Eating New Orleans: Gumbo Takes All

Before I visit a new place I usually have a misty, half-formed idea of what it’s going to be like; what it looks like, what the people are like, the general vibe of the place. Sometimes my preconceived notions are pretty accurate and the place is what I envisioned. But sometimes I get a surprise, and those are my favourite times.

New Orleans surprised me. I was looking forward to it, but I also had this idea that it would have a seedy underworld vibe, not unlike Rio de Janeiro. I liked Rio but when I was there it always felt like it might bite (which it did, I ended up having my ATM card skimmed and about $1,000 robbed out of my account. But that’s another country and another story).

New Orleans turned out to be nothing like Rio. It of course has its dodgy areas, but the general vibe overall is one of incredible friendliness and fun. Southern hospitality isn’t just a myth. And everyone is so damned happy and relaxed, it’s infectious.

This high baseline level of happiness probably has something to do with the near-tropical weather, abundance of generously-poured and mobile alcoholic beverages and some of the best seafood in the world. I’m talking crawfish, lobster, oysters, prawnshrimp (decided to just combine the words), crab – and for the more adventurous, alligator and turtle.

The really interesting thing about the food in New Orleans is discovering what is traditionally Creole or Cajun, and where the two cultures have converged along the way to influence each other or create something entirely unique. I guess the food is reflective of how New Orleans itself has developed over hundreds of years; shape-shifting with every new cultural absorption to become the one-of-a-kind place it is today.

But back to the food – or at least some of what we managed to fit in, both in terms of time and our stomachs:

Po’ Boys

Fresh, crusty French baguettes stuffed with deep-fried oysters, deep-fried fish or deep-fried shrimp/prawns. Let’s face it, deep-fried anything wrapped in a crusty bread blanket can’t be bad.

Boudin

A delicious type of pork sausage. The Cajun take on it is to roll the sausage into balls, batter and deep-fry them – kind of like arancini. In New Orleans the food pyramid resembles a deep fryer.

 

Louisiana Hot Sauce

Eaten with or incorporated into nearly everything, and the variations are endless (including one called Sudden Death).

 

Biscuits

Not your Arnotts variety pack. The kind served fresh out of the oven with breakfast, often with SAUSAGE GRAVY. Yes, SAUSAGE GRAVY. I really feel like SAUSAGE GRAVY deserves all caps, all the time, don’t you? Anyhow, the biscuits are kind of like scones, except lighter, fluffier and tastier. And amazing with real butter (and SAUSAGE GRAVY).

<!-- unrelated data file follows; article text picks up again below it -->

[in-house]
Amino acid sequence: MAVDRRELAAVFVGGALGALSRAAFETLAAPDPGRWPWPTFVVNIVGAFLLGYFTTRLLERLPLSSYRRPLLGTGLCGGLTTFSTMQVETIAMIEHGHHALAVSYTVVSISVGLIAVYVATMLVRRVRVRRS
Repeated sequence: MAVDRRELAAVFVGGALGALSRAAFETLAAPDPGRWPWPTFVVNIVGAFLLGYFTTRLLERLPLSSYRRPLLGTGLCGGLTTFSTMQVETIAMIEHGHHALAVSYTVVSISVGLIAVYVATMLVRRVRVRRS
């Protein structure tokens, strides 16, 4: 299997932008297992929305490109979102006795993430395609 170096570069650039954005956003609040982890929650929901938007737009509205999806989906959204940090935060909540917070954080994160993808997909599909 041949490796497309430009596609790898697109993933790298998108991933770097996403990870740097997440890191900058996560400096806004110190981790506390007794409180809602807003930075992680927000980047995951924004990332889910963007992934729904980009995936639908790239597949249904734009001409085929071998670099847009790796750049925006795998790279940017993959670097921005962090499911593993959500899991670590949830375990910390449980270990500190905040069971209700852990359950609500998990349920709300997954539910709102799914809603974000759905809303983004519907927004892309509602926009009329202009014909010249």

Grits

Kind of like what you’d get if mashed potato and microwave oatmeal had a baby, except it’s actually corn-based. It feels like you’re eating cereal but it tastes like a savoury side. Regardless, it came with lots of butter and cheese and thus kept within the confines of our high-fat diet plan.

Fried Alligator

Battered, deep fried and bite-sized chunks of gator that resembled KFC popcorn chicken, but chewier and with a gamey flavour. The Cajun guy who took us on a swamp tour and introduced us to some live alligators insisted they don’t remotely taste like chicken. However he lives with 6 alligators in his house (one, his ‘baby girl’, is called Allie), so I think he may be slightly biased.

Gumbo

Oh man, gumbo. Gumbo is a traditional Creole soup, usually made with prawnshrimp, chicken, sausage and spices, served over rice. But that’s a logical description.

The emotional one is that Gumbo changed my soup world, and I don’t know if there’s any going back. Especially not to the 5-month old bags of unidentified frozen orange (I think it’s pumpkin) gunk-weirdness sitting in my freezer back in Sydney.

Eating gumbo was bittersweet; sweet because the flavour is incredible: rich, dark, earthy, meaty, spicy, exotic and completely delicious. Bitter because I know I’m going to go back home, try and recreate it, and fail. But try I must.

These were the delicious highlights of what is such a cool place. I loved New Orleans. In fact my heart broke a little when we left, especially when the taxi driver who dropped us at the airport said ‘y’all come back and visit us again soon, ya hear!’.

Well, allrighty then.

 

 

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